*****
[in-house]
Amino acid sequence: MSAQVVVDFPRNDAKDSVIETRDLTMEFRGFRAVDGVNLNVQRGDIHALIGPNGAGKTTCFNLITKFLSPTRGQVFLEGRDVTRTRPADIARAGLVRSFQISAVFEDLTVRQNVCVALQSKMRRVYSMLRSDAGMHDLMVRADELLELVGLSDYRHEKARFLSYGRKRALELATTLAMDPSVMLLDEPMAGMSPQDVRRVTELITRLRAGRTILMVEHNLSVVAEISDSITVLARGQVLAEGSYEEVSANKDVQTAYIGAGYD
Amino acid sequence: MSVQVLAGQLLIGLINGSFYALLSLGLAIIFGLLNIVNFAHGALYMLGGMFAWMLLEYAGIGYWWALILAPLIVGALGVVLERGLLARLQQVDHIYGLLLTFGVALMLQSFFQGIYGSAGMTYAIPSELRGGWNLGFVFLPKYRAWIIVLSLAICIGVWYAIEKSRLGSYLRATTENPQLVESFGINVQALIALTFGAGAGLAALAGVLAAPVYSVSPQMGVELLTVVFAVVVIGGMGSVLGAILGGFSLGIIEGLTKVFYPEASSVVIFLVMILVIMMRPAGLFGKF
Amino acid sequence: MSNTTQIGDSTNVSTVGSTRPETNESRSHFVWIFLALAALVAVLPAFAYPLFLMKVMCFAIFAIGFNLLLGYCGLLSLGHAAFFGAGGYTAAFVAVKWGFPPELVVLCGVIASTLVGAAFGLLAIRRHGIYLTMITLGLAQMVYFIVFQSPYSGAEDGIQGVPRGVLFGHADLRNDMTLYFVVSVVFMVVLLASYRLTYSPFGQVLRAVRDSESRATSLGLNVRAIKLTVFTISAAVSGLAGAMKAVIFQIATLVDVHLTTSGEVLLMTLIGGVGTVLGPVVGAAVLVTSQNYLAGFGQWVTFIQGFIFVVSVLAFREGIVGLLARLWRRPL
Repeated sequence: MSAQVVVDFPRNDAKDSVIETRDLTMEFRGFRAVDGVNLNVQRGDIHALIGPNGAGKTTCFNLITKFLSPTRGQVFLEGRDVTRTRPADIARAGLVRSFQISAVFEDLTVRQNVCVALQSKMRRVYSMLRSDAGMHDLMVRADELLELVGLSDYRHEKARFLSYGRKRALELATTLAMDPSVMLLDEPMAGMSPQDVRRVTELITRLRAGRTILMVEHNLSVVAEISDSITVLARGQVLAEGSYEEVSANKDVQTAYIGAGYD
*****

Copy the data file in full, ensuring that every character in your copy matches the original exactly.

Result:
[in-house]
Amino acid sequence: MSAQVVVDFPRNDAKDSVIETRDLTMEFRGFRAVDGVNLNVQRGDIHALIGPNGAGKTTCFNLITKFLSPTRGQVFLEGRDVTRTRPADIARAGLVRSFQISAVFEDLTVRQNVCVALQSKMRRVYSMLRSDAGMHDLMVRADELLELVGLSDYRHEKARFLSYGRKRALELATTLAMDPSVMLLDEPMAGMSPQDVRRVTELITRLRAGRTILMVEHNLSVVAEISDSITVLARGQVLAEGSYEEVSANKDVQTAYIGAGYD
Amino acid sequence: MSVQVLAGQLLIGLINGSFYALLSLGLAIIFGLLNIVNFAHGALYMLGGMFAWMLLEYAGIGYWWALILAPLIVGALGVVLERGLLARLQQVDHIYGLLLTFGVALMLQSFFQGIYGSAGMTYAIPSELRGGWNLGFVFLPKYRAWIIVLSLAICIGVWYAIEKSRLGSYLRATTENPQLVESFGINVQALIALTFGAGAGLAALAGVLAAPVYSVSPQMGVELLTVVFAVVVIGGMGSVLGAILGGFSLGIIEGLTKVFYPEASSVVIFLVMILVIMMRPAGLFGKF
Amino acid sequence: MSNTTQIGDSTNVSTVGSTRPETNESRSHFVWIFLALAALVAVLPAFAYPLFLMKVMCFAIFAIGFNLLLGYCGLLSLGHAAFFGAGGYTAAFVAVKWGFPPELVVLCGVIASTLVGAAFGLLAIRRHGIYLTMITLGLAQMVYFIVFQSPYSGAEDGIQGVPRGVLFGHADLRNDMTLYFVVSVVFMVVLLASYRLTYSPFGQVLRAVRDSESRATSLGLNVRAIKLTVFTISAAVSGLAGAMKAVIFQIATLVDVHLTTSGEVLLMTLIGGVGTVLGPVVGAAVLVTSQNYLAGFGQWVTFIQGFIFVVSVLAFREGIVGLLARLWRRPL
Repeated sequence: MSAQVVVDFPRNDAKDSVIETRDLTMEFRGFRAVDGVNLNVQRGDIHALIGPNGAGKTTCFNLITKFLSPTRGQVFLEGRDVTRTRPADIARAGLVRSFQISAVFEDLTVRQNVCVALQSKMRRVYSMLRSDAGMHDLMVRADELLELVGLSDYRHEKARFLSYGRKRALELATTLAMDPSVMLLDEPMAGMSPQDVRRVTELITRLRAGRTILMVEHNLSVVAEISDSITVLARGQVLAEGSYEEVSANKDVQTAYIGAGYD